#1..They Are Diverse and Attractive During his lifetime Fox produced more than 1000 works of art. Rather than concentrating upon one or two specialty areas as did so many artists of his time, Fox was a generalist. He could paint basically any assignment given to him by a publisher, usually painting from a photograph or from memory. His subjects included enchanted gardens, landscapes, countrysides, cottages, animals and pets (Fox was generally regarded as a leading painter of cows); lovely women, Indians and Indian maidens, the wild west, historical & contemporary themes, hunting & fishing scenes, adventure, ships, and much more. And it is this diverse subject matter that makes Fox prints so appealing to so many collectors. Some collectors collect anything Fox-related, others collect only specific categories. But for collectors who like the work of R. Atkinson Fox, there is a broad spectrum of prints to choose from.
#2..They are Fun and Challenging to Collect Collecting most Fox prints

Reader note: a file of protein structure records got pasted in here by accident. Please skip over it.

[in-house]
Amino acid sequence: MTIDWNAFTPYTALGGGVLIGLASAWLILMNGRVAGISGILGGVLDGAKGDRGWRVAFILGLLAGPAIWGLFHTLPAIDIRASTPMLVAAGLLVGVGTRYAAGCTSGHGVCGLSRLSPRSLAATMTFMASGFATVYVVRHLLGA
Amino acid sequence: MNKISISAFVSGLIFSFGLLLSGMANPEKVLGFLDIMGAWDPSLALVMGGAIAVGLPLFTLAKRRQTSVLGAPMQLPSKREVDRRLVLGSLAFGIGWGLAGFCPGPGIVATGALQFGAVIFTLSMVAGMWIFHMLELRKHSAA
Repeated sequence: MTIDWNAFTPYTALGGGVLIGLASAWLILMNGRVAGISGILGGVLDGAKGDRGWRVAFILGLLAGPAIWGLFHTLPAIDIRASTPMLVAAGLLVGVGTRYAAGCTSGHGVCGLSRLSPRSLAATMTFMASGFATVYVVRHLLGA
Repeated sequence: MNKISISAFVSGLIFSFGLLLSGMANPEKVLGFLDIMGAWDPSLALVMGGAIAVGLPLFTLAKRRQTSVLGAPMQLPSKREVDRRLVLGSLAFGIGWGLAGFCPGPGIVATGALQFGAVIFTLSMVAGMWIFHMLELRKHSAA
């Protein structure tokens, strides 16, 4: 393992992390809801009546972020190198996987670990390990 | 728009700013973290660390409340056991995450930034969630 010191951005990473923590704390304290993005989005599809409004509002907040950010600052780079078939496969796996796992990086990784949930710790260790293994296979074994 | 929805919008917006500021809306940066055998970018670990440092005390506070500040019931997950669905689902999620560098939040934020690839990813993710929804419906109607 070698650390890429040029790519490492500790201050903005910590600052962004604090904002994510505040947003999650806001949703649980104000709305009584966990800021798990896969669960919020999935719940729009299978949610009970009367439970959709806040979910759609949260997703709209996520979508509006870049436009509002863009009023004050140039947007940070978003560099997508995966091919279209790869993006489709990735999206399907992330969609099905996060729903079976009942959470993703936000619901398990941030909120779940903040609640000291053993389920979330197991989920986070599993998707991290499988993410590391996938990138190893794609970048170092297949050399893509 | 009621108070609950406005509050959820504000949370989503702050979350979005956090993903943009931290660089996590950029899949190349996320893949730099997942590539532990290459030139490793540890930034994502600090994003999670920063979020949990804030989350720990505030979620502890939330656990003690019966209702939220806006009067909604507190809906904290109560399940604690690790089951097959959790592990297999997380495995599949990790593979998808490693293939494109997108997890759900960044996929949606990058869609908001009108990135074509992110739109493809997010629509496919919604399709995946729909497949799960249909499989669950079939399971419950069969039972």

is fairly easy because he signed many of his works R. Atkinson Fox or R.A.
Fox However, a considerable number of Fox prints are either untitled, unsigned,
or signed with someone else's name. These typically fall within 4 categories:
a) Pseudonyms Occasionally Fox produced works which he felt weren't up to his personal standards. More often, he was directed to sign his work with a "pseudonym" by a publisher who wanted to present the image to potential clients that their company carried the works of a larger stable of artists than it actually did (at times Fox may have been the only artist in their employ). In all, Fox used more than 25 different pseudonyms, sometimes with a variation of his own name (R. Atkins); more often with a totally different name (John Colvin, Arthur DeForest, Dupre, Elmer Lewis, and Chas. Wainright just to name a few). Usually a Fox pseudonym is just as collectible as a Fox-signed print.